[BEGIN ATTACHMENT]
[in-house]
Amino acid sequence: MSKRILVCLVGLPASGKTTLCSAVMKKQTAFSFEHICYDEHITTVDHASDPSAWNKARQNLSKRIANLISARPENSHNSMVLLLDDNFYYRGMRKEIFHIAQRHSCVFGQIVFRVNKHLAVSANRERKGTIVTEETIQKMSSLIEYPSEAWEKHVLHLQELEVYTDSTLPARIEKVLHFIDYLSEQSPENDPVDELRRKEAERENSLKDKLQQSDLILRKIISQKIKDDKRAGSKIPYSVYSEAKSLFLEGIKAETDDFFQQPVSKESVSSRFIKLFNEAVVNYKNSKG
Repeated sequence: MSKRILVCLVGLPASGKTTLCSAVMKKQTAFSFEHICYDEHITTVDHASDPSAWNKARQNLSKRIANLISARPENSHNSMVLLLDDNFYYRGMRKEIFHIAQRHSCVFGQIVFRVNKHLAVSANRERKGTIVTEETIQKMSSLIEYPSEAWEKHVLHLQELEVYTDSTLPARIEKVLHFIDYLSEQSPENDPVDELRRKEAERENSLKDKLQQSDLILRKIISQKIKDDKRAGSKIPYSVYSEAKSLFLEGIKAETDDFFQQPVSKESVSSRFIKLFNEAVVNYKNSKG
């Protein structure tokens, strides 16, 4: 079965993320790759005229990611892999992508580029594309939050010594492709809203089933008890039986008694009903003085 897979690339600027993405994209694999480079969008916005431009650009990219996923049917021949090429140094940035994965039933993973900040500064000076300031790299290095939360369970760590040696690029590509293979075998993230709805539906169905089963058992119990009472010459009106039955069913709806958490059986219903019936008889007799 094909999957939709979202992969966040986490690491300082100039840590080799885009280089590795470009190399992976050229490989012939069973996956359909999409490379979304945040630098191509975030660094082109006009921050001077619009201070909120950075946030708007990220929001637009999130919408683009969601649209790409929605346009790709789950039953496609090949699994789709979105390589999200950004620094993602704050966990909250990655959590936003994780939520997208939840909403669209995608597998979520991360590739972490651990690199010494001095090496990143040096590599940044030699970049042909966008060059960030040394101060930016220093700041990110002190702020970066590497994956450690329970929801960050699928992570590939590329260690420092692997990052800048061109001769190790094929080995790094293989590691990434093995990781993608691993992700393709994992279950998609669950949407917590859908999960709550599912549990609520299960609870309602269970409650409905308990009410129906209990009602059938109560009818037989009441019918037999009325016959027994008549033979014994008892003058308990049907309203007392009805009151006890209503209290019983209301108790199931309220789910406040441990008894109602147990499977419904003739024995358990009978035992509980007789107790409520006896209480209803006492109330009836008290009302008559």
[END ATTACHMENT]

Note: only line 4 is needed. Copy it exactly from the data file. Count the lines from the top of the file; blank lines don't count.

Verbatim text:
């Protein structure tokens, strides 16, 4: 079965993320790759005229990611892999992508580029594309939050010594492709809203089933008890039986008694009903003085 897979690339600027993405994209694999480079969008916005431009650009990219996923049917021949090429140094940035994965039933993973900040500064000076300031790299290095939360369970760590040696690029590509293979075998993230709805539906169905089963058992119990009472010459009106039955069913709806958490059986219903019936008889007799 094909999957939709979202992969966040986490690491300082100039840590080799885009280089590795470009190399992976050229490989012939069973996956359909999409490379979304945040630098191509975030660094082109006009921050001077619009201070909120950075946030708007990220929001637009999130919408683009969601649209790409929605346009790709789950039953496609090949699994789709979105390589999200950004620094993602704050966990909250990655959590936003994780939520997208939840909403669209995608597998979520991360590739972490651990690199010494001095090496990143040096590599940044030699970049042909966008060059960030040394101060930016220093700041990110002190702020970066590497994956450690329970929801960050699928992570590939590329260690420092692997990052800048061109001769190790094929080995790094293989590691990434093995990781993608691993992700393709994992279950998609669950949407917590859908999960709550599912549990609520299960609870309602269970409650409905308990009410129906209990009602059938109560009818037989009441019918037999009325016959027994008549033979014994008892003058308990049907309203007392009805009151006890209503209290019983209301108790199931309220789910406040441990008894109602147990499977419904003739024995358990009978035992509980007789107790409520006896209480209803006492109330009836008290009302008559």